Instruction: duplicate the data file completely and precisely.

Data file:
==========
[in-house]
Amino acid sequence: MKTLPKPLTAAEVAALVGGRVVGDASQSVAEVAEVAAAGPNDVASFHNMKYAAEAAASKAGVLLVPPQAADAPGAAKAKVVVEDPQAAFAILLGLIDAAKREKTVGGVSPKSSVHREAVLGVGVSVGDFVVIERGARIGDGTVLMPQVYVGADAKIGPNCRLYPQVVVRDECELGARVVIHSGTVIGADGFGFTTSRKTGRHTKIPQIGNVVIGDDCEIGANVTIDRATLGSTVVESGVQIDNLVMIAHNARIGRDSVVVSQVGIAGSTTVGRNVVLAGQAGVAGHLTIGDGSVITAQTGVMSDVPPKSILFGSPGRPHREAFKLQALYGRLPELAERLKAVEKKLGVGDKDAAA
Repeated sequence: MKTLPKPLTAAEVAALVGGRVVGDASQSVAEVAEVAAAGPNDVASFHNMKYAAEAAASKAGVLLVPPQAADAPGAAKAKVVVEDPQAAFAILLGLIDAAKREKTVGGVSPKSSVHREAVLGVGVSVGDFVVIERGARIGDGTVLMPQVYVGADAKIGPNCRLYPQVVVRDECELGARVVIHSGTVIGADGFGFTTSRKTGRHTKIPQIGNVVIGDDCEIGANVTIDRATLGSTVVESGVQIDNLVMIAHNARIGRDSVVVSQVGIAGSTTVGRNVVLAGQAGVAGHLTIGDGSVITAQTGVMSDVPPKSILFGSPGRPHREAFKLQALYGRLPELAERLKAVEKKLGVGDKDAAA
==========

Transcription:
[in-house]
Amino acid sequence: MKTLPKPLTAAEVAALVGGRVVGDASQSVAEVAEVAAAGPNDVASFHNMKYAAEAAASKAGVLLVPPQAADAPGAAKAKVVVEDPQAAFAILLGLIDAAKREKTVGGVSPKSSVHREAVLGVGVSVGDFVVIERGARIGDGTVLMPQVYVGADAKIGPNCRLYPQVVVRDECELGARVVIHSGTVIGADGFGFTTSRKTGRHTKIPQIGNVVIGDDCEIGANVTIDRATLGSTVVESGVQIDNLVMIAHNARIGRDSVVVSQVGIAGSTTVGRNVVLAGQAGVAGHLTIGDGSVITAQTGVMSDVPPKSILFGSPGRPHREAFKLQALYGRLPELAERLKAVEKKLGVGDKDAAA
Repeated sequence: MKTLPKPLTAAEVAALVGGRVVGDASQSVAEVAEVAAAGPNDVASFHNMKYAAEAAASKAGVLLVPPQAADAPGAAKAKVVVEDPQAAFAILLGLIDAAKREKTVGGVSPKSSVHREAVLGVGVSVGDFVVIERGARIGDGTVLMPQVYVGADAKIGPNCRLYPQVVVRDECELGARVVIHSGTVIGADGFGFTTSRKTGRHTKIPQIGNVVIGDDCEIGANVTIDRATLGSTVVESGVQIDNLVMIAHNARIGRDSVVVSQVGIAGSTTVGRNVVLAGQAGVAGHLTIGDGSVITAQTGVMSDVPPKSILFGSPGRPHREAFKLQALYGRLPELAERLKAVEKKLGVGDKDAAA